ASTROSCALE Raises $25 Million Series C Round Led by Private Companies

ADRAS spacecraft (Credit: ASTROSCALE)

SINGAPORE, July 14, 2017 (ASTROSCALE PR) — ASTROSCALE PTE. LTD. (ASTROSCALE), a pioneering space company with a goal of mitigating space debris, completed a Series C round and raised $53 million in total to date. Private companies, ANA Holdings Inc. (ANA – parent company of ALL NIPPON AIRWAYS Co., Ltd.) and OSG Corporation, join recurring venture capital investors (Innovation Network Corporation of Japan, JAFCO Co., Ltd., and Mitsubishi UFJ Capital) alongside new financier aSTART Co., Ltd.

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ESA Ministers Get Ready to Rumble in Lucerne

ESA logoPARIS (ESA PR) — The Ministers in charge of space within the 22 ESA Member States and Canada gather typically every three years to set the Agency’s strategy and policies. During these ESA Council meetings at Ministerial Level, decisions are taken on the main direction for the coming years and on the additional budget for the future. Ministers agree to start new programmes or eventually to bring them to an end. This time, the ‘space ministers’ will meet on 1–2 December in Lucerne, Switzerland.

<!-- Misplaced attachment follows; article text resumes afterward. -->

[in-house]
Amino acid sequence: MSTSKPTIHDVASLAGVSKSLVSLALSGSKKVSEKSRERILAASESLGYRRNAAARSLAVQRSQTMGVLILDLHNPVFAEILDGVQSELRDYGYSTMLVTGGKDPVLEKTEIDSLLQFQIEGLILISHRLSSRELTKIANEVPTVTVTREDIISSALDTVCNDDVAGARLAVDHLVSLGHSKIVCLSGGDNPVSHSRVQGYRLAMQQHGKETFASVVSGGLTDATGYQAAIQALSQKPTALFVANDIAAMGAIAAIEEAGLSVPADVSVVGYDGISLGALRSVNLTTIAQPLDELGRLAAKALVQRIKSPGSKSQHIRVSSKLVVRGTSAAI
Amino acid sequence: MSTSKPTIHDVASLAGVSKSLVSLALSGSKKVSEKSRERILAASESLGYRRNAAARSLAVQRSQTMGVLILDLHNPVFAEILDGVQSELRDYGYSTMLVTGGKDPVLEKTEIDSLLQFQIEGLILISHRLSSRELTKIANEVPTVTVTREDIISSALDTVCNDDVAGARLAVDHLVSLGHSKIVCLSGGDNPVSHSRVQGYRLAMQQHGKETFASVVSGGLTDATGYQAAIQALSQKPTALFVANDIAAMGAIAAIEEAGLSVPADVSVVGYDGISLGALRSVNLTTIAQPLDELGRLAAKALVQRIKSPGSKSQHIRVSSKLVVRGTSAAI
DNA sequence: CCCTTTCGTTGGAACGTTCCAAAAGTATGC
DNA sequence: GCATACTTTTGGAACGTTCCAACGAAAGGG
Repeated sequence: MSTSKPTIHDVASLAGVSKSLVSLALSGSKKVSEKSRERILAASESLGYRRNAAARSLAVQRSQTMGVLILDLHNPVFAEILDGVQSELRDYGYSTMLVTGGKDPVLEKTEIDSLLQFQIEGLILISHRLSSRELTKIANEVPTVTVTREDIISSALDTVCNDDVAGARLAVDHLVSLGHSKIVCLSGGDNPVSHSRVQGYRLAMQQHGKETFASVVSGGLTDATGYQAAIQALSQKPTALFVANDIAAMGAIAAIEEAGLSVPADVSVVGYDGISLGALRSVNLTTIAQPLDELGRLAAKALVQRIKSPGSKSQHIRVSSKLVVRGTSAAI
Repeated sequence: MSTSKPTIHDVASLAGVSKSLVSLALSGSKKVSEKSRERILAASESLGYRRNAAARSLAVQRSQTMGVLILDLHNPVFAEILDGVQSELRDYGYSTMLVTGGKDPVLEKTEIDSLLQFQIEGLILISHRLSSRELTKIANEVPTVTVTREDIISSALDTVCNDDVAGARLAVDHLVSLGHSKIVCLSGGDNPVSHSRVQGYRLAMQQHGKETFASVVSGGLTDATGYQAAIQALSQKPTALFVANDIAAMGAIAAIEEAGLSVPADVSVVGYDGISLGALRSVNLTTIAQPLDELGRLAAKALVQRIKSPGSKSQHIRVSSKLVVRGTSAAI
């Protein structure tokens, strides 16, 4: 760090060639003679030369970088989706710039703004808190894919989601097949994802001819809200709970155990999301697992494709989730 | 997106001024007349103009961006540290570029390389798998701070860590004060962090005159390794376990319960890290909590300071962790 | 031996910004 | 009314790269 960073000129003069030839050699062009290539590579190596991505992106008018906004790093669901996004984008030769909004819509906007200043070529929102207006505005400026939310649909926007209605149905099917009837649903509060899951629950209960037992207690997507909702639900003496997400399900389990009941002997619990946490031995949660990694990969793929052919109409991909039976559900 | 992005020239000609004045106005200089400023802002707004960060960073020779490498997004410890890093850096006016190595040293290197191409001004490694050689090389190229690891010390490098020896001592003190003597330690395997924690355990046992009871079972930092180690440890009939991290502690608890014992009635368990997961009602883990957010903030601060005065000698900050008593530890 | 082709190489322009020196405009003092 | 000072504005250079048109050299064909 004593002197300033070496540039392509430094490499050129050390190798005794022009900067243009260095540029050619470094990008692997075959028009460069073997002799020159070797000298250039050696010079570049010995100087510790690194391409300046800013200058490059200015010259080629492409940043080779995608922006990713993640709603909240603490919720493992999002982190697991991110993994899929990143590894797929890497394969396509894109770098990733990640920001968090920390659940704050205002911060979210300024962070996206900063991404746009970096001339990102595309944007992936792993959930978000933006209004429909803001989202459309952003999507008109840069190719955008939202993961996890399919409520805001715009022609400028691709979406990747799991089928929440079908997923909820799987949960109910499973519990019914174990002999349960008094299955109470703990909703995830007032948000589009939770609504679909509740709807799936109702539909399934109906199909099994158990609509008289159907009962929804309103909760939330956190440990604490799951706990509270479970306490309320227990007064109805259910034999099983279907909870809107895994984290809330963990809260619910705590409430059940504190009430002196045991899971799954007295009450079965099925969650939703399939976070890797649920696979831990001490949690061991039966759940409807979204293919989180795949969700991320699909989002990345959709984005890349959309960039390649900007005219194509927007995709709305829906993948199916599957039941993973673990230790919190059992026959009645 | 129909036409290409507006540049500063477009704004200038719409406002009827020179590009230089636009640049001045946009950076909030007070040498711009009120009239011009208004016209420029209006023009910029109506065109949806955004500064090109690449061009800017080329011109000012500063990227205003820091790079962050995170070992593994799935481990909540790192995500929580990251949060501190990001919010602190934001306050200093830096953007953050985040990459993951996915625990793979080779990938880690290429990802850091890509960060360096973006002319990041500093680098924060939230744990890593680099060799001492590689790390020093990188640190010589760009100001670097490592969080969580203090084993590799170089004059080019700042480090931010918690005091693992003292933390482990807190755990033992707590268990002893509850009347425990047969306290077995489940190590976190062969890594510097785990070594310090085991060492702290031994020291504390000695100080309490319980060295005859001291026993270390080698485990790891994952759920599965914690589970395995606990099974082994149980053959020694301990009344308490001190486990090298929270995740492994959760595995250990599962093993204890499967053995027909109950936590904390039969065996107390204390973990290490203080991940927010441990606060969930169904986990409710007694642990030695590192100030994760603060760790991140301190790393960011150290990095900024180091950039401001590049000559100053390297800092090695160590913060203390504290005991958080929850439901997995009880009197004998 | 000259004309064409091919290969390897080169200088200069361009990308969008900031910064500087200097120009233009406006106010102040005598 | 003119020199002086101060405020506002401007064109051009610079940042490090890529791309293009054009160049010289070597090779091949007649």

The meeting this year will define ESA’ objectives based on the vision of a United Space in Europe in the era of Space 4.0.
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RemoveDebris Mission Set to Launch in 2017 From ISS

Credit: NanoRacks
Credit: NanoRacks

HOUSTON (NanoRacks PR) — Surrey Space Centre and NanoRacks are pleased to announce the RemoveDebris mission will be deployed into low-Earth orbit from the International Space Station (ISS) using the NanoRacks Kaber Satellite Deployment System (Kaber).

Since the beginning of the space era, a huge amount of orbital debris has progressively been building up; from old rocket casings to dead satellites, there are almost 7,000 tonnes of it around the Earth. Active debris removal missions have been suggested as a way of limiting and controlling future growth by actively sending up spacecraft to capture and remove the debris from space – to date this has never been fully achieved.

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JAXA’s ASTRO-H Satellite: It’s Dead, Jim

ASTRO-H satellite (Credit: JAXA)
ASTRO-H satellite (Credit: JAXA)